The Book Thief
Analysis: Plot Analysis
Most good stories start with a fundamental list of ingredients: the initial situation, conflict, complication, climax, suspense, denouement, and conclusion. Great writers sometimes shake up the recipe and add some spice.
Liesel's loses one family, and gains another.
For reasons unknown to us at the time, Liesel's mother is taking Liesel and her little brother Werner by train to live with foster parents, Hans and Rosa Hubermann. The Hubermanns live on Himmel Street in the town of Molching, Germany. Sadly, Werner dies on the train. Before Liesel arrives in Molching, she attends her brother's burial in a snowy graveyard. She steals The Grave Digger's Handbook from the cemetery after it falls from a young grave digger's coat. The kicker is, Liesel can't read.
After arriving on Himmel Street, Liesel takes an immediate liking to her foster father, Hans, who begins to teach her to read. Her foster mother, Rosa, at first seems scary and abusive, but as we get to know her better, we can see love behind Rosa's coarseness. In addition to her foster parents, Liesel meets her soon-to-be best friend and neighbor, Rudy Steiner. He will soon become the Clyde to her Bonnie in the stealing of books, and, occasionally, food.
The book burning…
Until the book burning organized by the Nazis to celebrate Adolph Hitler's birthday on April 20, 1940, Liesel isn't really aware of what it means to be living in Nazi Germany. Liesel hears a Nazi spokesman calling for death to Communists as well as Jews, a light bulb goes off. The only thing she knows about her father is that he was accused of being a communist. She realizes that Hitler is likely behind her father's disappearance, her brother's death, and her mother's recent disappearance. When Hans confirms her suspicions after the book burning, Hitler becomes Liesel's sworn enemy. This conflict helps drive Liesel to steal her second book, The Shoulder Shrug, from the burning pile.
Enter Max Vandenburg.
Turns out that Erik Vandenburg, a Jewish man, saved Hans's life during World War I, giving up his own life in the process. Erik's son, Max, is now 22 and is running from the Nazis. Upon learning of his plight, Hans readily helps arrange for Max's journey to Himmel Street. Hiding a Jewish person in your home during World War II is one of the most dangerous things a German person could do. It means a constant state of paranoia for all involved. Liesel forms a fast friendship with Max.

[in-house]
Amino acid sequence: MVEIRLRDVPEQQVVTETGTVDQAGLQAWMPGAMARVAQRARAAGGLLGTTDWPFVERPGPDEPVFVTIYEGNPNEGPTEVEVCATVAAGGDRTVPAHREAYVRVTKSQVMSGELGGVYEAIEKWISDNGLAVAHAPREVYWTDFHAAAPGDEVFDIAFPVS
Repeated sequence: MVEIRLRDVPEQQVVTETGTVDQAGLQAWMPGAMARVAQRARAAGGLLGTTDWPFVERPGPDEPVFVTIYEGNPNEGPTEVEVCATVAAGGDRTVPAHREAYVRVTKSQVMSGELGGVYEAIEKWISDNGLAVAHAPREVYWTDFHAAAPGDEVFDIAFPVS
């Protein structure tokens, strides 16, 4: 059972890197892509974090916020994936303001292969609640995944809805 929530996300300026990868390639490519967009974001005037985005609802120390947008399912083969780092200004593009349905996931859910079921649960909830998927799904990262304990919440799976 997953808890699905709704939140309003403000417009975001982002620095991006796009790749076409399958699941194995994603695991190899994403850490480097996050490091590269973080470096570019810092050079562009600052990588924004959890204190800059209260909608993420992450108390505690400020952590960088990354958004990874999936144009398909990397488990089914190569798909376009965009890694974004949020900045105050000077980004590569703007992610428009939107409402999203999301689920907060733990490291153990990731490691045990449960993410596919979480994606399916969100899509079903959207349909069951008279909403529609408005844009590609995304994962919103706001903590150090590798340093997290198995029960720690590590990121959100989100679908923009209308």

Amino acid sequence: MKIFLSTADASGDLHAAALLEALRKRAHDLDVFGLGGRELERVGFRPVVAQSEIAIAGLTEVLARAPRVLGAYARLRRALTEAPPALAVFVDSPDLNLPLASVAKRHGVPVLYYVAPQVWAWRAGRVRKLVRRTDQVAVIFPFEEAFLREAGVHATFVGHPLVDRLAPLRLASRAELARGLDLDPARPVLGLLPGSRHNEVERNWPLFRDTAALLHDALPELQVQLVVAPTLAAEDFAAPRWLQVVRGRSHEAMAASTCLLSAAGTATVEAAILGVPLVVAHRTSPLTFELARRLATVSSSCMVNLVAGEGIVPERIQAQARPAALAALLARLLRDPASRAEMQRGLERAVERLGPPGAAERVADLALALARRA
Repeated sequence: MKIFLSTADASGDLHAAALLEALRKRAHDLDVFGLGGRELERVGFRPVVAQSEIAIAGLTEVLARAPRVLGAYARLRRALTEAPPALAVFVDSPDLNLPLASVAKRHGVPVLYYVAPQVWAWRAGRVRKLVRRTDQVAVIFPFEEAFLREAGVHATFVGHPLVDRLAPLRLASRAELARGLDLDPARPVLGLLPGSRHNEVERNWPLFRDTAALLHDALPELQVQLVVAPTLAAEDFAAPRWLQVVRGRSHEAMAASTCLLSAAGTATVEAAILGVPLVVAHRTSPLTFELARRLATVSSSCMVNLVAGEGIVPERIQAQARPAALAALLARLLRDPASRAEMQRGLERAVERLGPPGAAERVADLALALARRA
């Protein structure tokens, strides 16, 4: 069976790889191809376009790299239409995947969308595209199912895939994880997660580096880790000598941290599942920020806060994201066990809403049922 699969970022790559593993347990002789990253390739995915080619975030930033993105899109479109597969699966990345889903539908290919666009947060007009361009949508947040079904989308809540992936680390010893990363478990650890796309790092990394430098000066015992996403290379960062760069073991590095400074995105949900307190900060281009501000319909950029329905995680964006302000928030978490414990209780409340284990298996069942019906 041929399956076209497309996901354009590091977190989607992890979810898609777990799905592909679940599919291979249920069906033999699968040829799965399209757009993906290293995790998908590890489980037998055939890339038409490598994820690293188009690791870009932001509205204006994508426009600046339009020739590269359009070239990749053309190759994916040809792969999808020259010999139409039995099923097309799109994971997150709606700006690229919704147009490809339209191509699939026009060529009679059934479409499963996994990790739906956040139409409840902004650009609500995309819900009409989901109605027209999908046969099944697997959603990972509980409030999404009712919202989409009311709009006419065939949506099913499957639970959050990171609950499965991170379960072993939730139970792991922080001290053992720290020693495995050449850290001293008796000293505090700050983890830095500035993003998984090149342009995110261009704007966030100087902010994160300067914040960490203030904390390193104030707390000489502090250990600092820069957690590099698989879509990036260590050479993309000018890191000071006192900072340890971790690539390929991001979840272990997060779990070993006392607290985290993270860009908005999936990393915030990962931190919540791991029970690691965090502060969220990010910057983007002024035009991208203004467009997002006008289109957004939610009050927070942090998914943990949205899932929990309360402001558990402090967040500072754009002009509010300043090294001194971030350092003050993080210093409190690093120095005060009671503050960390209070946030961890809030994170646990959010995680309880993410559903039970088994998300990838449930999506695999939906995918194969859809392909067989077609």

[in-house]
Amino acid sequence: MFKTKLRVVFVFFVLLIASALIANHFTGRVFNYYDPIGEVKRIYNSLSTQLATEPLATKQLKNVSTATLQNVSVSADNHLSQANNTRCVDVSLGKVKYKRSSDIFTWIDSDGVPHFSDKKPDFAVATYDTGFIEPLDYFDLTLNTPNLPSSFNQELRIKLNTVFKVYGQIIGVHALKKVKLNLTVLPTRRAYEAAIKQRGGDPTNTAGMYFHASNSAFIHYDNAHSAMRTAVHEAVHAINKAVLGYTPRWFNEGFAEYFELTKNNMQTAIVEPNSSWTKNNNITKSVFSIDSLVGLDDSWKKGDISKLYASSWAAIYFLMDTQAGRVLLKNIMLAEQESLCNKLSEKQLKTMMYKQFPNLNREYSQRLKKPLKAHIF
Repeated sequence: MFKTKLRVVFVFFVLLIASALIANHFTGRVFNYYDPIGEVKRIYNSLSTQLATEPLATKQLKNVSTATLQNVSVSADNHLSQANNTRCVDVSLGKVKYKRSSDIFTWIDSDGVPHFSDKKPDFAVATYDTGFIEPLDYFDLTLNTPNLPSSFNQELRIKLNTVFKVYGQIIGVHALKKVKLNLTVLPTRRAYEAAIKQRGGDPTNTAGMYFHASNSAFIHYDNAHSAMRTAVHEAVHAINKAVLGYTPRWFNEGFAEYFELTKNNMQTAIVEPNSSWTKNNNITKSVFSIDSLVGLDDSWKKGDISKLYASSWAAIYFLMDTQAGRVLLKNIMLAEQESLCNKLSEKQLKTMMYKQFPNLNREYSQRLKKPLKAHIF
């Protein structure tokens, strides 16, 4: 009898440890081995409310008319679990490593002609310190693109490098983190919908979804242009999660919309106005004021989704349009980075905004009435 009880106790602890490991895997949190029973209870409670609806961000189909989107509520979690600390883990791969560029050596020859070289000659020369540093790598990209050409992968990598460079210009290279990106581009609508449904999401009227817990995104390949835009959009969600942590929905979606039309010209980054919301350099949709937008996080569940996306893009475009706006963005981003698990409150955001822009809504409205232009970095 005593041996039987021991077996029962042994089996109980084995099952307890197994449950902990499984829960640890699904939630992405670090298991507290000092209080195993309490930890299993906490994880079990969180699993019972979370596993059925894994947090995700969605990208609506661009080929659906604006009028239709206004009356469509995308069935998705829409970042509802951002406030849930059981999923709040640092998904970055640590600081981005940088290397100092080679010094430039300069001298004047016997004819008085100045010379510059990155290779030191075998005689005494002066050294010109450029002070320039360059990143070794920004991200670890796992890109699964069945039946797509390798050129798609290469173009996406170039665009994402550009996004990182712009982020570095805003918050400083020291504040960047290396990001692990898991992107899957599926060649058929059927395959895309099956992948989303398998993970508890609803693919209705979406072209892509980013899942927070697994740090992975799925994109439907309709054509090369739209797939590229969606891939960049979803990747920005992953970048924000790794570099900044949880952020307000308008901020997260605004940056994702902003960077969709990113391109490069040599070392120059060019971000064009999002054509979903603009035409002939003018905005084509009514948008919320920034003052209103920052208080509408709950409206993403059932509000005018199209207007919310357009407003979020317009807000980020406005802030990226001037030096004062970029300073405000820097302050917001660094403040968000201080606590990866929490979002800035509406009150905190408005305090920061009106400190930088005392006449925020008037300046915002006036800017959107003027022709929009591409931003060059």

During this time, Liesel also forms a complicated almost-friendship with the mayor's wife, Ilsa Hermann. Ilsa saw Liesel steal the The Shoulder Shrug. She also pays Rosa to do her laundry. When Liesel comes to her house on laundry visits, she invites Liesel into the library to read. When Ilsa has to stop using Rosa's services, Liesel begins stealing books from her, though Ilsa doesn't seem to mind.
Bread and Whips.
Everything changes in October of 1942 when "The parade of Jews" (55.4) comes through Molching on the way to the nearby concentration camp Dachau. Hans feels compelled to offer one of the Jewish prisoners a piece of bread and is whipped along with the prisoner by Nazi guards. Hans is now desperately afraid the Nazis will search his house and find Max, so he sends Max away that very night. His house is never searched, but Hans is conscripted into the German army and has to leave Molching. Rosa and Liesel are left all alone.
Will Hans return alive? Will Liesel ever see Max again?
These are the two most suspenseful questions for Liesel. She does everything she can to live life well in spite of her missing foster father and friend. Liesel spends a lot of time thieving with Rudy and helping Rosa. One night Rosa shows her the book Max left for her, a book written on painted-over pages of Adolph Hitler's Mein Kampf. This amazing book only increases Liesel's suspense over Max, even after Hans is sent back home after breaking a leg and barely escaping death.
Seeing Max, Liesel's book, and the bombing of Himmel Street….
In August of 1943, Liesel sees Max marching through Molching to the Dachau concentration camp. She bravely walks with him in the procession. She learns he was captured some six months earlier. The Nazi guards don't take well to Liesel's courageous display, and Liesel and Max are both whipped. Rudy stops Liesel from following Max any further, and possibly saves her life. Soon after, Liesel decides to give up books and Ilsa Herman's library. Ilsa presents her with a blank book, and Liesel begins writing the story of her life, called The Book Thief. She writes in the basement and is doing so when Himmel Street is bombed. Everybody she loves dies while they sleep. In despair over the deaths, Liesel drops her book, but it's picked up by Death.
First we learn that Liesel has died after living a happy life with a husband, kids, and grandkids. As the novel is about to close, we learn that she and Max are reunited at the end of World War II. But, we don't learn what happens to Max after that. The novel ends with Death giving Liesel back her book, The Book Thief, when he's taking her away. (See "What's Up With the Ending?" for more.)